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Safety First

By MaryEllen Elia, Superintendent

The recent incidents of school violence around the country, coupled with local incidents near some of our schools, have brought attention again to the need for all of us to be prepared. Since 1997, we have had a Comprehensive Emergency Management Plan (CEMP) that guides administrators and school staff in every conceivable crisis situation.

A school safety roundtable involving the school district’s first responders, and local, state and federal law enforcement is scheduled to review and evaluate the plan. The CEMP was developed in consultation with a wide range of law enforcement agencies, and we include them every time it is updated. If they recommend changes, we will make them.

The CEMP consists of guidelines for addressing emergency situations ranging from bullying to natural disasters to terrorism. Our principals receive training from school security officers and they conduct drills with school staff. We do all of this to make students, staff and schools safe.

I can’t reveal to you most of what is contained in the two three-ring binders. However, there are some things you need to know about how we handle emergency situations and what you can do to ensure students are safe and schools run smoothly.

We’ve recently implemented modified and full lockdown procedures at schools in the district. The two procedures are similar in some ways, but differ in others. The main difference is that with modified lockdown students are allowed limited movement within the school. With full lockdown there is no movement outside of the classrooms.

Another difference relates to access. When we implement modified lockdown procedures we lock the doors but allow controlled access. You must show identification to enter the school or if you want us to release your child to you. During a full lockdown, we will not allow anyone to enter or leave.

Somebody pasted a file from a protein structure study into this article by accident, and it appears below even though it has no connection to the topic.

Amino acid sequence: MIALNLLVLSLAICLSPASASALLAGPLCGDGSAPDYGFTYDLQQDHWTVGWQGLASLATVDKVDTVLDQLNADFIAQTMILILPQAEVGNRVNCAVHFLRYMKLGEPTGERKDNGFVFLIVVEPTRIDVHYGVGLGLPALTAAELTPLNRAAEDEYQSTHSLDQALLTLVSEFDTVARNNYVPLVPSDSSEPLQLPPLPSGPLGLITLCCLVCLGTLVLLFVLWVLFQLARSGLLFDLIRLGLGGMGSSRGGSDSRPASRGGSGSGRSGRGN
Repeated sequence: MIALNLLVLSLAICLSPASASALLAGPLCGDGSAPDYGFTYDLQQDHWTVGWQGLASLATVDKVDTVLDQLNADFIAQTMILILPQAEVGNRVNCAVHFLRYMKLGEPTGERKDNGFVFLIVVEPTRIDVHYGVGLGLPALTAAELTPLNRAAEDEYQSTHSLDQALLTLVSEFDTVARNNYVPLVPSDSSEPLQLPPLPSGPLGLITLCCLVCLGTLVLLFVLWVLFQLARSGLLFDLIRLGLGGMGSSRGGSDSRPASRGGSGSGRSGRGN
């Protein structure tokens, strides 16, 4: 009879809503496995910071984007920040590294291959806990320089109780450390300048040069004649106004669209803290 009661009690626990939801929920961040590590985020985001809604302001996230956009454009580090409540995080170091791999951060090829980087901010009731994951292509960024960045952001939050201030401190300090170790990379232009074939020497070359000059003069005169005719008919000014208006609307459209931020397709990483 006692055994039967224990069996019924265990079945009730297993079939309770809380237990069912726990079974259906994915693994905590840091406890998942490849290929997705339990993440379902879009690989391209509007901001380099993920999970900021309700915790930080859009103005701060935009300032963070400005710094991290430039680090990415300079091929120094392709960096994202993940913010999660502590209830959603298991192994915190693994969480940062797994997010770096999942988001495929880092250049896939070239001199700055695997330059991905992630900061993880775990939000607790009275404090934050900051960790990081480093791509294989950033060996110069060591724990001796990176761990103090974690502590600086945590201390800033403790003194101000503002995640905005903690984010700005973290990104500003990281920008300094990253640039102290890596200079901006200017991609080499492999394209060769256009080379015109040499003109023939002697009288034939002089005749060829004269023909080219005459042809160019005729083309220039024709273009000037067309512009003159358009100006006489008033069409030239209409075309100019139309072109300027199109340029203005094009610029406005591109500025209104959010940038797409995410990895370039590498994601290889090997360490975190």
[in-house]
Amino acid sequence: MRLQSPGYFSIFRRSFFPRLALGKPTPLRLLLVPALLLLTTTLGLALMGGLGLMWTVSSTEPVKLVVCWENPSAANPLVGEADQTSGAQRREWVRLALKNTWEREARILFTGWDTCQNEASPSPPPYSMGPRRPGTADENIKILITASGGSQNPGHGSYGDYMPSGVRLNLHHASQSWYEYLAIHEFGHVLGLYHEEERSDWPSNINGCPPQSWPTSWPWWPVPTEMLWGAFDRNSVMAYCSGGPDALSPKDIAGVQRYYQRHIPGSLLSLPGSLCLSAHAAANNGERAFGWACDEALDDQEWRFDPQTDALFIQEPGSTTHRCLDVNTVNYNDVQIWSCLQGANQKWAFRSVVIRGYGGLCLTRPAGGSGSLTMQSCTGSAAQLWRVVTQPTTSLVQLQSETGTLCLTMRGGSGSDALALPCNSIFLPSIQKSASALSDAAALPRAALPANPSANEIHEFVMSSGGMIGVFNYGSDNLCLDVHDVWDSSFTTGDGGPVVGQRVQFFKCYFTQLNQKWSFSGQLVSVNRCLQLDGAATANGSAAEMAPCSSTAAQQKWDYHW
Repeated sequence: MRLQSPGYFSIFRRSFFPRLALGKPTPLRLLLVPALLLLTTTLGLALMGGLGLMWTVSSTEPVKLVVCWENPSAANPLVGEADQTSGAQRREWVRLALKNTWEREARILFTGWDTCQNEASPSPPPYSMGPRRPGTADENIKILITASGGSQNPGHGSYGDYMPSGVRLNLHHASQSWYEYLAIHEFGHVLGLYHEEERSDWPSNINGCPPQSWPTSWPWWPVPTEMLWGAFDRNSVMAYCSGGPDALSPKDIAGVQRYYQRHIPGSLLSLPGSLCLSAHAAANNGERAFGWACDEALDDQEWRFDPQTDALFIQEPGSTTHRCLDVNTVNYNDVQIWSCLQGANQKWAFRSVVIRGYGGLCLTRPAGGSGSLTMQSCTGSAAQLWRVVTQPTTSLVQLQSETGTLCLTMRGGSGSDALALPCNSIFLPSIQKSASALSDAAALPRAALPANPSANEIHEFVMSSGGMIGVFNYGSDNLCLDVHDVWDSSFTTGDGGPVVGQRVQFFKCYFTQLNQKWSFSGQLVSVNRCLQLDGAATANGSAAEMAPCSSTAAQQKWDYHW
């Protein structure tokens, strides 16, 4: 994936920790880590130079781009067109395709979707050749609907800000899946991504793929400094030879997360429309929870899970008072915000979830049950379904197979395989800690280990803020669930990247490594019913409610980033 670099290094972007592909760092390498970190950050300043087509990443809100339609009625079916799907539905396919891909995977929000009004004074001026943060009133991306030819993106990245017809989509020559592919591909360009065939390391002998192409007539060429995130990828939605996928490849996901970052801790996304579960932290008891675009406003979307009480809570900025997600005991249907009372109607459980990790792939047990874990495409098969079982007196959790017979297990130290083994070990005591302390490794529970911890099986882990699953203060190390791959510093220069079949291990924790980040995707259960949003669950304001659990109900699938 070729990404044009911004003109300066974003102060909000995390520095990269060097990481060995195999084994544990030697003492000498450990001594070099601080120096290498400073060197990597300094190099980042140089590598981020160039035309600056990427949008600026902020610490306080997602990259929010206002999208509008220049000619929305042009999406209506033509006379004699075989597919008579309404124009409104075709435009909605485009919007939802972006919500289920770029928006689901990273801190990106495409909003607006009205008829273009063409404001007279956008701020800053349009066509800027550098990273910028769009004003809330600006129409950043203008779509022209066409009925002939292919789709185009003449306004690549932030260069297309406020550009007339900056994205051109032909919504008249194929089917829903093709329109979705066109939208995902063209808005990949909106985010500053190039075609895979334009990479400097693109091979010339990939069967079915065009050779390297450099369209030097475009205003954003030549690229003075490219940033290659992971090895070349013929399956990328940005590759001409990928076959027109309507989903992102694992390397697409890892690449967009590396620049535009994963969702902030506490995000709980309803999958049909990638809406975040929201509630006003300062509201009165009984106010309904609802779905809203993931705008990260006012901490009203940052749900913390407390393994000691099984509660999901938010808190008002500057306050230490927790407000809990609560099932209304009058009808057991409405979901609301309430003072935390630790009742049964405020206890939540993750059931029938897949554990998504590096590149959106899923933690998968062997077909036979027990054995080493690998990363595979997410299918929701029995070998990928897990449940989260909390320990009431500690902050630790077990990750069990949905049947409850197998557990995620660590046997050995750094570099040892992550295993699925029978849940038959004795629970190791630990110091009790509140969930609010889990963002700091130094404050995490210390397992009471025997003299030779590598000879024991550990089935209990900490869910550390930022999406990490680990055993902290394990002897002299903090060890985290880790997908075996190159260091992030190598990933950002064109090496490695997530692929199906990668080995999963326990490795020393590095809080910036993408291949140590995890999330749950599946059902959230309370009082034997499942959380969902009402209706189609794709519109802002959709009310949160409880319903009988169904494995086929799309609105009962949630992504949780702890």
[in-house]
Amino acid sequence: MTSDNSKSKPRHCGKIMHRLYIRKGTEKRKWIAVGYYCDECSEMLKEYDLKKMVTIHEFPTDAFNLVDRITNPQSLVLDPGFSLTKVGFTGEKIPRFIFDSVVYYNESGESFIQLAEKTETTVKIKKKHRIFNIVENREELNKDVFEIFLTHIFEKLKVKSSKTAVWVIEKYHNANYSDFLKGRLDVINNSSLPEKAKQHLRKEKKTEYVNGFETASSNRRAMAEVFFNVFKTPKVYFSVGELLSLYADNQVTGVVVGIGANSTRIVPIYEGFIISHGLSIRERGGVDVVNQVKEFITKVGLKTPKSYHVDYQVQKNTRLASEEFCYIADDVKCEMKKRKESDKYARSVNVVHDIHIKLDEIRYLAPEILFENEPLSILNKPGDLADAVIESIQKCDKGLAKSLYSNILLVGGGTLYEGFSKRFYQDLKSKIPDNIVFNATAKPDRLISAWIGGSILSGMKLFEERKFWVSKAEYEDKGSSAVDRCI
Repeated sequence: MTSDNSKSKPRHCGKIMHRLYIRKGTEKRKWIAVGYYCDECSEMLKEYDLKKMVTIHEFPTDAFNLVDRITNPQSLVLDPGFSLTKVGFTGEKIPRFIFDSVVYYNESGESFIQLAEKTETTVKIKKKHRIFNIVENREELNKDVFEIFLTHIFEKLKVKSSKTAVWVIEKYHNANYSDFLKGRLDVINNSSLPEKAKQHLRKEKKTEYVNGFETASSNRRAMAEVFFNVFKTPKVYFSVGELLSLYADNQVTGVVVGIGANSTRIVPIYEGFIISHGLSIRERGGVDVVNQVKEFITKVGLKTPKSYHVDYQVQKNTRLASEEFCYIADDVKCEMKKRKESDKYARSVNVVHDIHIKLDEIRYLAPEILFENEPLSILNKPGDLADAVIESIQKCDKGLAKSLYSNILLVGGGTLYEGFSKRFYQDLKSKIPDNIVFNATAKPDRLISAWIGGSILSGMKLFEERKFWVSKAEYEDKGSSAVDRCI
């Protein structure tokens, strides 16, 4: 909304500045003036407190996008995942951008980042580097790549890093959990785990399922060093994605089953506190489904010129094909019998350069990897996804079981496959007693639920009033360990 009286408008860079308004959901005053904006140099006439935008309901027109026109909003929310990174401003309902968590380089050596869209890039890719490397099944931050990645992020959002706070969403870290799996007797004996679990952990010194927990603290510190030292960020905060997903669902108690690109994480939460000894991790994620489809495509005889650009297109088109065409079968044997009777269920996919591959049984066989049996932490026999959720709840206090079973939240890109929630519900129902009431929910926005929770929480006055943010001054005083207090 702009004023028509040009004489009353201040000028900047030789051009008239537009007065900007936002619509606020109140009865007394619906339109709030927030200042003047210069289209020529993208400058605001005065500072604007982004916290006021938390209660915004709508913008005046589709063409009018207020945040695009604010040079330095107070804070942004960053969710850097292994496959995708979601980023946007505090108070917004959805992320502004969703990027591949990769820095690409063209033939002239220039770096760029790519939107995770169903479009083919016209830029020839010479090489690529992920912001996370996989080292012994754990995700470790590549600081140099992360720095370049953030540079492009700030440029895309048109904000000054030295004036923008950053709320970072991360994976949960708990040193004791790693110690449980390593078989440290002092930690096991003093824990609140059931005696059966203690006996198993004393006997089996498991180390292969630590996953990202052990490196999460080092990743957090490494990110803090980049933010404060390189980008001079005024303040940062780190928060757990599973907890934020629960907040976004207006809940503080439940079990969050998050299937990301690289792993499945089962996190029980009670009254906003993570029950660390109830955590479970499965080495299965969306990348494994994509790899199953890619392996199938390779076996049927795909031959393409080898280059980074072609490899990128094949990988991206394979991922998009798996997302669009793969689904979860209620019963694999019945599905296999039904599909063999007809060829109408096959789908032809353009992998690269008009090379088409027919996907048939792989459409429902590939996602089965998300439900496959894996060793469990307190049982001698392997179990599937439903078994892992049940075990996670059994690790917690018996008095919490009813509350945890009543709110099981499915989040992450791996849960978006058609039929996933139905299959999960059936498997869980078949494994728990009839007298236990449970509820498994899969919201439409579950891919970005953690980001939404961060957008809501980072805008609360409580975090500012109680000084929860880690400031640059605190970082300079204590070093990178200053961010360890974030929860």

The best thing parents can do in these situations is stay home or at work, monitor local news, and only call the school if it’s absolutely necessary. If an incident presents possible imminent danger, your presence could be distracting, may delay emergency responders, and could possibly put you in danger.

If you can’t reach anyone at the school, you can call the Citizen’s Information Line, at 813-272-4974. Please also remember that students are not prohibited from using cellular phones in an emergency situation. However, I would discourage their use because some emergencies are of a nature that cell phone usage could exacerbate the situation.

My purpose for writing about our safety plans is to let parents know that we all share the same priority, and that is to keep all students safe. Schools are not jails, but we have to maintain a certain amount of control in order to limit crisis incidents to outside the schools’ perimeters. We appreciate your cooperation and understanding during these situations, and please know that we are committed to keeping our safety plans up-to-date and parents informed.

Other related SAFETY links: http://www.sdhc.k12.fl.us/portals/parents.asp?subcat=Safety

Hillsborough County Public Schools, Florida USA > Communications

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